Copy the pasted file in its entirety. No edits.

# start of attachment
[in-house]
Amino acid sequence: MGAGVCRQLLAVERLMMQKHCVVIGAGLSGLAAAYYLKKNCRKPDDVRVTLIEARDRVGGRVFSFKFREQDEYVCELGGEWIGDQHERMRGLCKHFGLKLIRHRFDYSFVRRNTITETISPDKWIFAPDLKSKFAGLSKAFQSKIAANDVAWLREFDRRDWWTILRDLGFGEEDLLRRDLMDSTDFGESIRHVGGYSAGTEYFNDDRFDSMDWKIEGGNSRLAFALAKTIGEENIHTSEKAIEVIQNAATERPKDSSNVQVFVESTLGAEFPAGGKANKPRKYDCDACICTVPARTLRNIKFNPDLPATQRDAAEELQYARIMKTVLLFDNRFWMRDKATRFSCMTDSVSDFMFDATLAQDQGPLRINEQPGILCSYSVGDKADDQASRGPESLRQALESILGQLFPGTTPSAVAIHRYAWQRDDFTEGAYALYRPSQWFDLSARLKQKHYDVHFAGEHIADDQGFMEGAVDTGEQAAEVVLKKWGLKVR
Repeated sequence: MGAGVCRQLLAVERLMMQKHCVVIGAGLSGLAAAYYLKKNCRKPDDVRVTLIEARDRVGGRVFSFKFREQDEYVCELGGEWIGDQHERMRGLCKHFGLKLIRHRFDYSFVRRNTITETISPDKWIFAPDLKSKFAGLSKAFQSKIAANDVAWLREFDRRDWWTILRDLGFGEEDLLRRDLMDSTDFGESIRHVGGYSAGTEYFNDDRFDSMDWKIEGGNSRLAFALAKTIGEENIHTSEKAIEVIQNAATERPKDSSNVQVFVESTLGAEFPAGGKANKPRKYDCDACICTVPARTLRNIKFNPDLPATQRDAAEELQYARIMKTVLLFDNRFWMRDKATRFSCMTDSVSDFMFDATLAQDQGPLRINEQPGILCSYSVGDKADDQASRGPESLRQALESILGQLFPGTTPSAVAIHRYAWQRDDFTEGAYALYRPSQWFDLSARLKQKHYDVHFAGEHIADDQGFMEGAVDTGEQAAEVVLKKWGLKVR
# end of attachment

[in-house]
Amino acid sequence: MGAGVCRQLLAVERLMMQKHCVVIGAGLSGLAAAYYLKKNCRKPDDVRVTLIEARDRVGGRVFSFKFREQDEYVCELGGEWIGDQHERMRGLCKHFGLKLIRHRFDYSFVRRNTITETISPDKWIFAPDLKSKFAGLSKAFQSKIAANDVAWLREFDRRDWWTILRDLGFGEEDLLRRDLMDSTDFGESIRHVGGYSAGTEYFNDDRFDSMDWKIEGGNSRLAFALAKTIGEENIHTSEKAIEVIQNAATERPKDSSNVQVFVESTLGAEFPAGGKANKPRKYDCDACICTVPARTLRNIKFNPDLPATQRDAAEELQYARIMKTVLLFDNRFWMRDKATRFSCMTDSVSDFMFDATLAQDQGPLRINEQPGILCSYSVGDKADDQASRGPESLRQALESILGQLFPGTTPSAVAIHRYAWQRDDFTEGAYALYRPSQWFDLSARLKQKHYDVHFAGEHIADDQGFMEGAVDTGEQAAEVVLKKWGLKVR
Repeated sequence: MGAGVCRQLLAVERLMMQKHCVVIGAGLSGLAAAYYLKKNCRKPDDVRVTLIEARDRVGGRVFSFKFREQDEYVCELGGEWIGDQHERMRGLCKHFGLKLIRHRFDYSFVRRNTITETISPDKWIFAPDLKSKFAGLSKAFQSKIAANDVAWLREFDRRDWWTILRDLGFGEEDLLRRDLMDSTDFGESIRHVGGYSAGTEYFNDDRFDSMDWKIEGGNSRLAFALAKTIGEENIHTSEKAIEVIQNAATERPKDSSNVQVFVESTLGAEFPAGGKANKPRKYDCDACICTVPARTLRNIKFNPDLPATQRDAAEELQYARIMKTVLLFDNRFWMRDKATRFSCMTDSVSDFMFDATLAQDQGPLRINEQPGILCSYSVGDKADDQASRGPESLRQALESILGQLFPGTTPSAVAIHRYAWQRDDFTEGAYALYRPSQWFDLSARLKQKHYDVHFAGEHIADDQGFMEGAVDTGEQAAEVVLKKWGLKVR